(n.) A condition of daydreaming while swimming laps for competitive competition/practice. The tendency of someone to have such a condition while swimming generally reflects their vulnerability of daydreaming and can impair their memory such as not being able to recall how long of a distance they are swimming, what stroke they may be swimming and how long they may need to swim it for. This phenomenon generally occurs more frequently during a longer swim for swimmers at a swimming distance rate of x/y=1/1.5 where x, equal to one, is the average length of the swam distance per a workout or meet and where y, equal to 1.5, is the added distance in which a swimmer may have higher chances of being subject to swimmer's trance. Therefore, if the average distance swam by a swimmer was 200 meters during his/her workout or competition per each time he/she swam again in their workout then swimmer's trance would likely occur more frequently at distances of 300 meters or more. For this reason many long-distance events in a swim meet now have counters in which another person flips a sign with rotating board windows to indicate the number of laps already swum. Usually a solid red square or rectangle is used to indicate that upon reaching the next wall after this flip turn that they should stop swimming and almost eliminates the chances of swimmer's trance affecting a swimmer's time in competition.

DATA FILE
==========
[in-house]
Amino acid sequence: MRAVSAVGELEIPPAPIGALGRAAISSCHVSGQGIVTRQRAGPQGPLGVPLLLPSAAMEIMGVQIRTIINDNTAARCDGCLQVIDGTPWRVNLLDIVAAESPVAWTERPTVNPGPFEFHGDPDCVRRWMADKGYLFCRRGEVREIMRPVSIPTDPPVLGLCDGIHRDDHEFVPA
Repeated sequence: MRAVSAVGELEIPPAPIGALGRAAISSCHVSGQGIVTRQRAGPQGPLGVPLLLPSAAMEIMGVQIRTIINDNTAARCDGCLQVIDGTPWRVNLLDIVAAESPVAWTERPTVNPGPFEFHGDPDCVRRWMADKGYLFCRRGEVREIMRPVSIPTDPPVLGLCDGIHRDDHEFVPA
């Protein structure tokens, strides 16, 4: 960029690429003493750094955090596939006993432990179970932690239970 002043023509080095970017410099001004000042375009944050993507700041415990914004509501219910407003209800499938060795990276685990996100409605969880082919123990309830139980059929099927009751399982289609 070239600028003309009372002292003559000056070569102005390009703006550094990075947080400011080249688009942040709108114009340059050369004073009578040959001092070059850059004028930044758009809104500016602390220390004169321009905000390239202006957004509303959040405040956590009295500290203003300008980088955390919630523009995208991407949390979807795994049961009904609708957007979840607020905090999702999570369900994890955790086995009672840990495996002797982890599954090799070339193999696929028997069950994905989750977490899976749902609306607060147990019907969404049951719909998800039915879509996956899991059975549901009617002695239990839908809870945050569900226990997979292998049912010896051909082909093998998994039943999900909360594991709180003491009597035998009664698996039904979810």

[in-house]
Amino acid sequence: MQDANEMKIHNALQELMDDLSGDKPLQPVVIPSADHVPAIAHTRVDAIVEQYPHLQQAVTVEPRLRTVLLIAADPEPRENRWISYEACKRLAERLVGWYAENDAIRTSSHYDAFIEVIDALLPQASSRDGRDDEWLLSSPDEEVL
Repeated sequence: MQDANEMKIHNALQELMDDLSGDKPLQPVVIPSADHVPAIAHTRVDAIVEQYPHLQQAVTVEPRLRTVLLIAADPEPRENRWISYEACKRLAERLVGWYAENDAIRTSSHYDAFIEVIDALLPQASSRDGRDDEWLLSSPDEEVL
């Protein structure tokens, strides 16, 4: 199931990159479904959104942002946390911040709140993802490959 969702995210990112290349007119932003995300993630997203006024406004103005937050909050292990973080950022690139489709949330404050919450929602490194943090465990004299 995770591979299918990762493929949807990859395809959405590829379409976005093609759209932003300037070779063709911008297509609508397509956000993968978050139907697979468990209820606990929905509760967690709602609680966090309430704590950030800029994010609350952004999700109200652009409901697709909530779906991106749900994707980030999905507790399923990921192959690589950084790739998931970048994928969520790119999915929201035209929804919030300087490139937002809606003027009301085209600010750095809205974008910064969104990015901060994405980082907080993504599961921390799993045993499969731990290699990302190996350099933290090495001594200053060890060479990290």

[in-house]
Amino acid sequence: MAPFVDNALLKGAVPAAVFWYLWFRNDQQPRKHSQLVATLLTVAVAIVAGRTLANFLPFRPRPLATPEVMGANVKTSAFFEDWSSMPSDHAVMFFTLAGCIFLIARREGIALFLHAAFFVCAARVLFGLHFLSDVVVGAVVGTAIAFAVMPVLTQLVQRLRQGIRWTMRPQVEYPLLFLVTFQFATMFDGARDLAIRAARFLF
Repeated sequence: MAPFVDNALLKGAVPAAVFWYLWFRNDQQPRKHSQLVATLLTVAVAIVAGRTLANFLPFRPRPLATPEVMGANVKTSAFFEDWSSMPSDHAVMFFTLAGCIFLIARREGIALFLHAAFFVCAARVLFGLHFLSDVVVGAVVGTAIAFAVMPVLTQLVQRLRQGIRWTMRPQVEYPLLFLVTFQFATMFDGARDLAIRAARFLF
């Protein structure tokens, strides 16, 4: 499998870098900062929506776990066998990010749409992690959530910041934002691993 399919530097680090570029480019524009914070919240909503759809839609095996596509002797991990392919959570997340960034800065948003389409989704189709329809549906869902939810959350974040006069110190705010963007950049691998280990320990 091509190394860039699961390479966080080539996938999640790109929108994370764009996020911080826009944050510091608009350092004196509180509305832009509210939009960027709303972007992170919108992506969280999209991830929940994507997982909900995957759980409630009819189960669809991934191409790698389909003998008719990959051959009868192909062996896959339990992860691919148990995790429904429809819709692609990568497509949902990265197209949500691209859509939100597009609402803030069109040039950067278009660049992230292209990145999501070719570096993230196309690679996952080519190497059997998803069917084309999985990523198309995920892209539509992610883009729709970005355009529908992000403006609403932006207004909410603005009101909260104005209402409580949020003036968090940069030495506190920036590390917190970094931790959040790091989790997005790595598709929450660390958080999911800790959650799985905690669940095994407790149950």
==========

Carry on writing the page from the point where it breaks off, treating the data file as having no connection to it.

Mike suffered from such a bad case of swimmer's trance that he couldn't lead off his lane for practice with concerns that he would forget what they were supposed to be swimming.
by Ohh Baracuda! February 13, 2007